meaner sort of people, or in the wild gentry Having intimated in my last paper, that I who have been educated among the wouds or design to take under my inspection the diet of mountains. Whereas many great families are this great city, I shall begin with a very earnest insensibly fallen off from the athletic constitu. and serious exhortation to all my well-disposed tion of their progenitors, and are dwindled away readers, that they would return to the food into a pale, sickly, spindle-legged generation of their forefathers, and reconcile themselves of valetudinarians. to beef and mutton. This was the diet which I may perhaps be thought extravagant in bred that hardy race of mortals who won the my notion; but, I must confess, I am apt to fields of Cressy and Agincourt. I need not go impute the dishonours that sometimes happen up so high as the history of Guy earl of War- in great families, to the inflaming kind of diet wick, who is well kuown to have eaten up a which is so much in fashion. Many dishes can dun cow of his own killing. The renowned excite desire without giving strength, and heat king Arthur is generally looked upon as the the body without nourishing it; as plysicians first who ever sat down to a whole roasted ox, observe, that the poorest and most dispirited which was certainly the best way to preserve blood is most subject to fevers. I look upon a the gravy; and it is further added, that he and French ragout to be as pernicious to the stohis knights sat about it at his round table, and mach as a glass of spirits ; and when I have usually consumed it to the very bones before seen a young lady swallow all the instigations they would enter upon any debate of moment. of high soups, seasoned sauces, and forced The Black Prince was a professed lover of the meats, I have wondered at the despair or tedious brisket; not to mentiou the history of the sighing of her lovers. surloin, or the institution of the order of Beef- The rules among these false delicates are eaters; which are all so many evident and un- to be as contradictory as they can be to nature. deniable marks of the great respect, which our Without expecting the return of bunger, warlike predecessors have paid to this excellent they eat for an appetite, and prepare dishes, food. The tables of the aucient gentry of this not to allay, but to excite it. iration were covered thrice a-day with hot roast They admit of nothing at their tables in its heef; and I am credibly informed, by an an- natural furm, or without some disguise. riquary who has searched the registers in which They are to eat every thing before it comes the bills of fare of the court are recorded, that in season, and to leave it off as soon as it is good! instead of tea and bread and butter, which to be eaten. have prevailed of late years, the maids of They are not to approve any thing that is honour in queen Elizabeth's time were allowed agreeable to ordinary palates ; and nothing is three rumps of beef for their breakfast. Mutton to gratify their senses, but what would offend has likewise been in great repute among our those of their inferiors. valiant countrymen ; but was formerly observed I remember I was last summer invited to a to be the food rather of men of nice and deli- friend's house, who is a great admirer of the cate appetites, than those of strong and robust French cookery, and, as the phrase is, ' eats constitutions. For which reason, even to this well.' At our sitting down, I found the table day, we use the word Sheep-biter as a term of covered with a great variety of unknown dishes. reproach, as we do Beef-eater in a respectful 1 was mightily at a loss to learn what they and honourable sense. As for the flesh of lamb, were, and therefore did not know where to veal, chicken, and other animals under age, help myself. That which stood before me, I they were the invention of sickly and degene-took to be a roasted porcupine, however did rate palates, according to that wholesome re. not care for asking questions; and have since mark of Daniel the historian; who takes notice, been informed, that it was only a larded turkey. that in all taxes upon provisions during the 1 afterwards passed-iny eye over several hashes, reigns of several of our kings, there is nothing which I do not know the names of to this day ; inentioned besides the flesh of such fowl and adil, hearing that they were delicacies, did nue eattle as were arrived at their full growth, au think fit to meddle with them. were mature lor slaughter. The common rec. Among other dainties, I saw something like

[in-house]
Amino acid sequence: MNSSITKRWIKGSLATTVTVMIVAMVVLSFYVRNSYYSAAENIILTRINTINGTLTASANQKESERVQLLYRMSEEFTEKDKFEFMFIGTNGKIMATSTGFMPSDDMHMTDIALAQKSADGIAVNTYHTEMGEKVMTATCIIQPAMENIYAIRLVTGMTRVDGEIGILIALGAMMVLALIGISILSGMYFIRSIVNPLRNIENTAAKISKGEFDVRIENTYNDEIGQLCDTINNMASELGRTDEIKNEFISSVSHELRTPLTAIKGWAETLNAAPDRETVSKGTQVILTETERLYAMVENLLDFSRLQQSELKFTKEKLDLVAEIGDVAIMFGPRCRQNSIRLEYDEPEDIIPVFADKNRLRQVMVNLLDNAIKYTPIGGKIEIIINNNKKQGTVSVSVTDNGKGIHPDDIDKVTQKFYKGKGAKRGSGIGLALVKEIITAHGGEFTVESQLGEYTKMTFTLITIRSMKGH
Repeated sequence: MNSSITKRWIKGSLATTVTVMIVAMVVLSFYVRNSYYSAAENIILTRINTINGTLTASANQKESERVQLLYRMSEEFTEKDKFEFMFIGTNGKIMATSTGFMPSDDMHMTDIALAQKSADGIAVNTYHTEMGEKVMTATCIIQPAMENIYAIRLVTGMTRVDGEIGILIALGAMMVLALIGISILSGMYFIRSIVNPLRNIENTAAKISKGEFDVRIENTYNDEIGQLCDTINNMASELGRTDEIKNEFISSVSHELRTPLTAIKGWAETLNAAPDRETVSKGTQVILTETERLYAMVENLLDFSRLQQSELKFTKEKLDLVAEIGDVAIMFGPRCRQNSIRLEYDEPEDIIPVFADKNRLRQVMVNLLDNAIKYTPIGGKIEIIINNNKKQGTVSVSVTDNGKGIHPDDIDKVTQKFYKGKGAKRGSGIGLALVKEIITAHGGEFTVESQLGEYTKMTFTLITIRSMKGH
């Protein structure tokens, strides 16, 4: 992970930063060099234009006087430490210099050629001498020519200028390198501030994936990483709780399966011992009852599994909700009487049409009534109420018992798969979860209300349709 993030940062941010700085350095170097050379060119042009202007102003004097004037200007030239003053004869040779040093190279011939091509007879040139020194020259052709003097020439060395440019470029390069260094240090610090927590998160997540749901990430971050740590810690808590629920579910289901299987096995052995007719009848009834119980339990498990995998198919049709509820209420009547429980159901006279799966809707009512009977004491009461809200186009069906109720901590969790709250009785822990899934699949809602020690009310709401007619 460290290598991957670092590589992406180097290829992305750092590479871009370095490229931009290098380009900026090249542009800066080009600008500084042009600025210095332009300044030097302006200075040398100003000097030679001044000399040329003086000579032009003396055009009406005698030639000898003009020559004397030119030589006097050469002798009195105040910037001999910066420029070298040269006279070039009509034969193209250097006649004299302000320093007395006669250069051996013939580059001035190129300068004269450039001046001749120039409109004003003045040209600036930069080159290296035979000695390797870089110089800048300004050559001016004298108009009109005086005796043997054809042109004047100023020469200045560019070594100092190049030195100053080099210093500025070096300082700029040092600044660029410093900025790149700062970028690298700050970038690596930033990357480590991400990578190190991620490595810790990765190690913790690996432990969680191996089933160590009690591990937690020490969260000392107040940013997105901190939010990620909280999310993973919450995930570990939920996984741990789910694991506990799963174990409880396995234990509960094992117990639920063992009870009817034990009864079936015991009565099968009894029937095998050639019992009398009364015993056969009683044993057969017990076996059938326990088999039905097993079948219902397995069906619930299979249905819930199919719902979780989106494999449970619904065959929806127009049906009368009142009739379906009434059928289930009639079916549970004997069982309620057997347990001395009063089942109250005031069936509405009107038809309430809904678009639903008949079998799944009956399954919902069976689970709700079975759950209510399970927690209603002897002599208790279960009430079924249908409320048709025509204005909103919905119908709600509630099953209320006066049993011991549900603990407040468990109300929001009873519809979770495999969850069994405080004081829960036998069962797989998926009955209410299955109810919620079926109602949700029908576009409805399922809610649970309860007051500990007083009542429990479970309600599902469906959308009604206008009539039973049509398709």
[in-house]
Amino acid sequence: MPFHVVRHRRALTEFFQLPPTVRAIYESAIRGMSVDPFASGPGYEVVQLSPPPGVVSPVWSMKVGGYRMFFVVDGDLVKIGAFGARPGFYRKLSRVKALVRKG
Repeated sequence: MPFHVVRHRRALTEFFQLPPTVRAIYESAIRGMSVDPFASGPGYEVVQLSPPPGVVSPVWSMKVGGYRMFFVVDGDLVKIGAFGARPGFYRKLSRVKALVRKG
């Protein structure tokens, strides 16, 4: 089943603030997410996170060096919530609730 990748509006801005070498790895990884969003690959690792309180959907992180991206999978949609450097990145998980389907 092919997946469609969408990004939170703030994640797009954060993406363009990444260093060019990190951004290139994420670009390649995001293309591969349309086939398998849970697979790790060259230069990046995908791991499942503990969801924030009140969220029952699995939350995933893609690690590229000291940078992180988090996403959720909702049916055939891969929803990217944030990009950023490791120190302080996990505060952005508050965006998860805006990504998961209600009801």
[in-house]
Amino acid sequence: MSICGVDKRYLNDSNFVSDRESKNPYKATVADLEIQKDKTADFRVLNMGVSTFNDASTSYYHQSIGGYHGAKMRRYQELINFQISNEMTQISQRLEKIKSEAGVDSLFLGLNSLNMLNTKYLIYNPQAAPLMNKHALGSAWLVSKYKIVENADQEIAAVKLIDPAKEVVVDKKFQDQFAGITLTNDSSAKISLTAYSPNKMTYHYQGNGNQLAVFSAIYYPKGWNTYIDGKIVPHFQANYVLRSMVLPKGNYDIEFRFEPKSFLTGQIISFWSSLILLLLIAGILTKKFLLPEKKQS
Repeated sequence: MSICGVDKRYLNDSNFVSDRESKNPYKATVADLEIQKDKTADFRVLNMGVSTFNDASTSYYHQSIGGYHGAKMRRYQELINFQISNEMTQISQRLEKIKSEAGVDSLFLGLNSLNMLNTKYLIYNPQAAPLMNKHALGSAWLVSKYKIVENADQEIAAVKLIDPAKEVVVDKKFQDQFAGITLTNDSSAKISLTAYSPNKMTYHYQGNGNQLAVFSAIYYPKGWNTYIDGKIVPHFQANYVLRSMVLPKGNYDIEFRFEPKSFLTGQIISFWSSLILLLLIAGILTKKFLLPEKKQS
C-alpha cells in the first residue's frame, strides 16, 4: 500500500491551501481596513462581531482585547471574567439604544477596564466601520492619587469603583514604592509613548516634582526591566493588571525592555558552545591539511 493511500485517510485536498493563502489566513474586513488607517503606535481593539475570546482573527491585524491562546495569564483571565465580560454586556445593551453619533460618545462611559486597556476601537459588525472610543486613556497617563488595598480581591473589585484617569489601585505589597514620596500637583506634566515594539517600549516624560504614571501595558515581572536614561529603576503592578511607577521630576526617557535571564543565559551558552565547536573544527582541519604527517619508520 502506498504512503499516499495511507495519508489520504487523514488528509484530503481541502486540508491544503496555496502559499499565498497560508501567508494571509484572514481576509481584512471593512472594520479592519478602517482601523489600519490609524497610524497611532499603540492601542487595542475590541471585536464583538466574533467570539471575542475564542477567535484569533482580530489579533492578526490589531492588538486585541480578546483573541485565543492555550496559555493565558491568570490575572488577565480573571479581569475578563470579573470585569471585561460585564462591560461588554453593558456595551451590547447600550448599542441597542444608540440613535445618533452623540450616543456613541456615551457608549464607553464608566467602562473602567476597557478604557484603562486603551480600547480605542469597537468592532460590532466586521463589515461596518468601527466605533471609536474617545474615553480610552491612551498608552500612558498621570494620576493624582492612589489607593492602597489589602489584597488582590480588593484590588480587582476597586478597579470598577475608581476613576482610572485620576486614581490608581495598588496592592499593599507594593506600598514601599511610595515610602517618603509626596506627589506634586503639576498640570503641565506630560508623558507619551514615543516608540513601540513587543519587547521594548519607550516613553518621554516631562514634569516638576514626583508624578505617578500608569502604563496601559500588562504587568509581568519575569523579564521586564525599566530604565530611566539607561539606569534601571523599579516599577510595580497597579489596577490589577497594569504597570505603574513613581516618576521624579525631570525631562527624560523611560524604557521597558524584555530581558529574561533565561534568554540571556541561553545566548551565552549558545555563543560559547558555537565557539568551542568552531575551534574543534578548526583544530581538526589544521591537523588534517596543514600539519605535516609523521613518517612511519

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a pheasant, and therefore desired to be helped that there are still crowds of private tyrants,